The three following poems by Joe Milford are vast, sweeping, and self-sustaining. They move under power of their own feet, their own feats, even. These are the sort of poems that The Nepotist always finds inspiring, the kind that, when I read them, I'm almost invariably fooled into thinking that I can write poems that cut through their own vast, sweeping, self-sustaining spaces, too. It's not that they're facile-- good heavens, these aren't. But they crease the origami of their lines so smartly that I'm tricked into thinking that, given the paper yourself, I too could fold a thousand vellum cranes. What Joe employs to make these work so well is an ease-of-speech, a well of experience, a steady diction, and the ability to not be distracted from his subject. If you've enjoyed his online poetry show as I have, you'll even hear his voice in your head as you read these to yourself.
FIRST SALVO, TEST VOLLEY
Some have been wounded.
This story ends with wonders.
Roll the die. Guitar solos
Fall from the sky, pelting
Your sprawling personal Vegas.
My horse ran from the gunshots.
I'm writing from the escarpment.
Did my letters get homes? The kinds I'd have
Healed in? You hold your important spheres.
I wonder to about the dangers of those axes.
This place is a trodden heaven.
I call it Exhiliation. Sod afflatum.
The street's darkness only said
Let me breathe, and I never asked,
I just looked once, and there, everytime,
There was always light in that fastidious black.
I ask if it is okay for paper, like a writer.
Usually, I depend on the cosmos or carwrecks.
Usually, I am lucky for keys and ink-soaked ribbons.
I incriminate--let Degas paint me absinthed on a bench.
In sign language, I am a sidewalk crossing.
Never to be satiated embrace that with a run-on sentence.
To hell with thou cavalcade--I'd rather eat moldy manna.
Come-on and nuke the saturated savannahs.
We in the jungle of social braid and fiber optic brocade.
Let's quake waiting for it--that dropping hard hammer.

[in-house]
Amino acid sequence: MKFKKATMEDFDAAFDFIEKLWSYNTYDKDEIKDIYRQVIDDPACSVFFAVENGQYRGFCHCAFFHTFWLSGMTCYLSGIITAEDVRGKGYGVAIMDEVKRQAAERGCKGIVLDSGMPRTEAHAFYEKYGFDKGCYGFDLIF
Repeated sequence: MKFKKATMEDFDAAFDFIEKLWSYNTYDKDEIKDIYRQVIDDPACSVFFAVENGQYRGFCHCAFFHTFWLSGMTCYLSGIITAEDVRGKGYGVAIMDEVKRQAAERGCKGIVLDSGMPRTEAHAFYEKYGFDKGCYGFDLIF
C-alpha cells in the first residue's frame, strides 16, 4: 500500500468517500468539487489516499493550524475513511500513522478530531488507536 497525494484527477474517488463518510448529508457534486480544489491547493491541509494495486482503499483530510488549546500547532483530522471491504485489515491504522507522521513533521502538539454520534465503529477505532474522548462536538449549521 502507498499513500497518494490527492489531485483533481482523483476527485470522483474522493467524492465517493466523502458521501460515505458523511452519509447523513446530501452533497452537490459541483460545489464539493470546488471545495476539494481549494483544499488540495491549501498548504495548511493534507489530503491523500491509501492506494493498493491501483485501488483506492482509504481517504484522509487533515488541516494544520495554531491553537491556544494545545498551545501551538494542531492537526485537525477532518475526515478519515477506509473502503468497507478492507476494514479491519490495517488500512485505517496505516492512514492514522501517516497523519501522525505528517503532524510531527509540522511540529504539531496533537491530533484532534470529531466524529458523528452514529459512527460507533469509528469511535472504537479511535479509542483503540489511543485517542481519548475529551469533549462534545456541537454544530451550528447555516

I wish Wordsworth were here talking of dissecting nature's ears.
Crimes of fathers that are shivers of shrapnel or rain.
An etude for Wordsworth--I could buy some new strings
For an Aeolian harp, new mortar for an abbey;
I could introduce Stephen Jay Gould to him in the afterlife
And talk of daffodils and the spiral of the ammonite.
I could be humanistic (not scientist, not Romantic--just right).
The new protocol was always the same protocol--
Watch your flank, march, put the strongest or the most hated
At the point and hope for the best
(reward them who leave with their legs
Still attached). Be feckless--reckless for books
Of blood-script and in certain states, admire these lies--
Play the greater hand under the wasps' wings.
The gulf above your head, the dire background.
Spitting out the fingernails, prostate at the cinema.
"And you thought that you could make it" became
The title of the movies of our lives. And you thought
That you could make it without being used and without
Being used in turn. I have no receipts for any of it.
There are orbs of truth that break by accident.
The twigs snap and ceramics crack alerting many hunters.
This joke is its own candor; destruction is a wave
In a stadium. Realization is a particle in an aquarium.
Give me some light waves use each other like a din of receipts
Pushing the numbers like nature would. Orbs of
Truth I break by accident—while orb hording.